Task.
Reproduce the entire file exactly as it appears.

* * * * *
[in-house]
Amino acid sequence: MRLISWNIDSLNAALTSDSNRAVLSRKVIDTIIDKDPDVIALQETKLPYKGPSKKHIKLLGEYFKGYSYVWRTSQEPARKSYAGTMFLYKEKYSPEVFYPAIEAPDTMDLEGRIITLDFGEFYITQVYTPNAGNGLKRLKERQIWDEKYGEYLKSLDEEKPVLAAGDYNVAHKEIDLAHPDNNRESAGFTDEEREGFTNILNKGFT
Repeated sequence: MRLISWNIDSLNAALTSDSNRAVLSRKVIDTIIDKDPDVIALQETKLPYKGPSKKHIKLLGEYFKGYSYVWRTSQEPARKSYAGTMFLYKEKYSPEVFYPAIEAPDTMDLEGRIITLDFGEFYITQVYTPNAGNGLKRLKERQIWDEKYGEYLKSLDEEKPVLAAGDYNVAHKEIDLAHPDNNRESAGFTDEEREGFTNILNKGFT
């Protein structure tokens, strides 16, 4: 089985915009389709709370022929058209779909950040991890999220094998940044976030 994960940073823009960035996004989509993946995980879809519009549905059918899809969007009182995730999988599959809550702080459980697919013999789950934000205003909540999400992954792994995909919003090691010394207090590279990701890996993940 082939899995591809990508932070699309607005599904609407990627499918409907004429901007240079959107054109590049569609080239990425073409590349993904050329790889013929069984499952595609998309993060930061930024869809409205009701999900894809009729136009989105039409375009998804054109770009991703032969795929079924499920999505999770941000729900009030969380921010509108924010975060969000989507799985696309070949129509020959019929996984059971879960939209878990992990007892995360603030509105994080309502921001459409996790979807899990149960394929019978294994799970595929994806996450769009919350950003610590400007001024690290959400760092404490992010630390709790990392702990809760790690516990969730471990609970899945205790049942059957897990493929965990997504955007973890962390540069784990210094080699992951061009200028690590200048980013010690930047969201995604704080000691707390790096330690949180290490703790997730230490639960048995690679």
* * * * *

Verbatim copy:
[in-house]
Amino acid sequence: MRLISWNIDSLNAALTSDSNRAVLSRKVIDTIIDKDPDVIALQETKLPYKGPSKKHIKLLGEYFKGYSYVWRTSQEPARKSYAGTMFLYKEKYSPEVFYPAIEAPDTMDLEGRIITLDFGEFYITQVYTPNAGNGLKRLKERQIWDEKYGEYLKSLDEEKPVLAAGDYNVAHKEIDLAHPDNNRESAGFTDEEREGFTNILNKGFT
Repeated sequence: MRLISWNIDSLNAALTSDSNRAVLSRKVIDTIIDKDPDVIALQETKLPYKGPSKKHIKLLGEYFKGYSYVWRTSQEPARKSYAGTMFLYKEKYSPEVFYPAIEAPDTMDLEGRIITLDFGEFYITQVYTPNAGNGLKRLKERQIWDEKYGEYLKSLDEEKPVLAAGDYNVAHKEIDLAHPDNNRESAGFTDEEREGFTNILNKGFT
């Protein structure tokens, strides 16, 4: 089985915009389709709370022929058209779909950040991890999220094998940044976030 994960940073823009960035996004989509993946995980879809519009549905059918899809969007009182995730999988599959809550702080459980697919013999789950934000205003909540999400992954792994995909919003090691010394207090590279990701890996993940 082939899995591809990508932070699309607005599904609407990627499918409907004429901007240079959107054109590049569609080239990425073409590349993904050329790889013929069984499952595609998309993060930061930024869809409205009701999900894809009729136009989105039409375009998804054109770009991703032969795929079924499920999505999770941000729900009030969380921010509108924010975060969000989507799985696309070949129509020959019929996984059971879960939209878990992990007892995360603030509105994080309502921001459409996790979807899990149960394929019978294994799970595929994806996450769009919350950003610590400007001024690290959400760092404490992010630390709790990392702990809760790690516990969730471990609970899945205790049942059957897990493929965990997504955007973890962390540069784990210094080699992951061009200028690590200048980013010690930047969201995604704080000691707390790096330690949180290490703790997730230490639960048995690679």